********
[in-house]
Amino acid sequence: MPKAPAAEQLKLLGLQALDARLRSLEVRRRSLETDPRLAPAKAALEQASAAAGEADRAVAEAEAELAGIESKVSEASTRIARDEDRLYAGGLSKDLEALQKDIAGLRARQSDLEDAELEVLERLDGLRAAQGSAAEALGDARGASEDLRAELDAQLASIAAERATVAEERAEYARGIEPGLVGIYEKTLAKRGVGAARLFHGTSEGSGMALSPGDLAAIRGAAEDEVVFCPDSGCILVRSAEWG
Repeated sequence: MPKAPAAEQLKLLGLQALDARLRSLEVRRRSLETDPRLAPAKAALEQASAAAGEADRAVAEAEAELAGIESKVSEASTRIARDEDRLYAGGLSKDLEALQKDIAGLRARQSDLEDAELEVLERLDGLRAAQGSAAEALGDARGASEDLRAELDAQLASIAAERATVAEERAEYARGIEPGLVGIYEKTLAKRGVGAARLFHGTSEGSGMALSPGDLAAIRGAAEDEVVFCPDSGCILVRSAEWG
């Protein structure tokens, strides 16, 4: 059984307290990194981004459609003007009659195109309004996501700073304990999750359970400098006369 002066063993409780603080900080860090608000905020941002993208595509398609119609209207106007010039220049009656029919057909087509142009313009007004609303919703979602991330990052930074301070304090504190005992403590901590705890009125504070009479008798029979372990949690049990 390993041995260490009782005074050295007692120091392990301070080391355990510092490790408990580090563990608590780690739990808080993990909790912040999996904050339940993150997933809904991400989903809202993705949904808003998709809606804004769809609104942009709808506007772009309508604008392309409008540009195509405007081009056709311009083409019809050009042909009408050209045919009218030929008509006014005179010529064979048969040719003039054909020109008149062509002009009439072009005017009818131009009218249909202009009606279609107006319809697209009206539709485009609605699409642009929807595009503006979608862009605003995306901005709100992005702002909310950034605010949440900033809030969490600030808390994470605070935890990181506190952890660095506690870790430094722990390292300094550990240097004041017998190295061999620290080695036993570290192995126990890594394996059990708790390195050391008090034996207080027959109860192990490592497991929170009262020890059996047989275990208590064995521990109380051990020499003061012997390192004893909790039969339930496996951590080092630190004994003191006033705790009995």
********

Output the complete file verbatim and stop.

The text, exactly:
[in-house]
Amino acid sequence: MPKAPAAEQLKLLGLQALDARLRSLEVRRRSLETDPRLAPAKAALEQASAAAGEADRAVAEAEAELAGIESKVSEASTRIARDEDRLYAGGLSKDLEALQKDIAGLRARQSDLEDAELEVLERLDGLRAAQGSAAEALGDARGASEDLRAELDAQLASIAAERATVAEERAEYARGIEPGLVGIYEKTLAKRGVGAARLFHGTSEGSGMALSPGDLAAIRGAAEDEVVFCPDSGCILVRSAEWG
Repeated sequence: MPKAPAAEQLKLLGLQALDARLRSLEVRRRSLETDPRLAPAKAALEQASAAAGEADRAVAEAEAELAGIESKVSEASTRIARDEDRLYAGGLSKDLEALQKDIAGLRARQSDLEDAELEVLERLDGLRAAQGSAAEALGDARGASEDLRAELDAQLASIAAERATVAEERAEYARGIEPGLVGIYEKTLAKRGVGAARLFHGTSEGSGMALSPGDLAAIRGAAEDEVVFCPDSGCILVRSAEWG
């Protein structure tokens, strides 16, 4: 059984307290990194981004459609003007009659195109309004996501700073304990999750359970400098006369 002066063993409780603080900080860090608000905020941002993208595509398609119609209207106007010039220049009656029919057909087509142009313009007004609303919703979602991330990052930074301070304090504190005992403590901590705890009125504070009479008798029979372990949690049990 390993041995260490009782005074050295007692120091392990301070080391355990510092490790408990580090563990608590780690739990808080993990909790912040999996904050339940993150997933809904991400989903809202993705949904808003998709809606804004769809609104942009709808506007772009309508604008392309409008540009195509405007081009056709311009083409019809050009042909009408050209045919009218030929008509006014005179010529064979048969040719003039054909020109008149062509002009009439072009005017009818131009009218249909202009009606279609107006319809697209009206539709485009609605699409642009929807595009503006979608862009605003995306901005709100992005702002909310950034605010949440900033809030969490600030808390994470605070935890990181506190952890660095506690870790430094722990390292300094550990240097004041017998190295061999620290080695036993570290192995126990890594394996059990708790390195050391008090034996207080027959109860192990490592497991929170009262020890059996047989275990208590064995521990109380051990020499003061012997390192004893909790039969339930496996951590080092630190004994003191006033705790009995």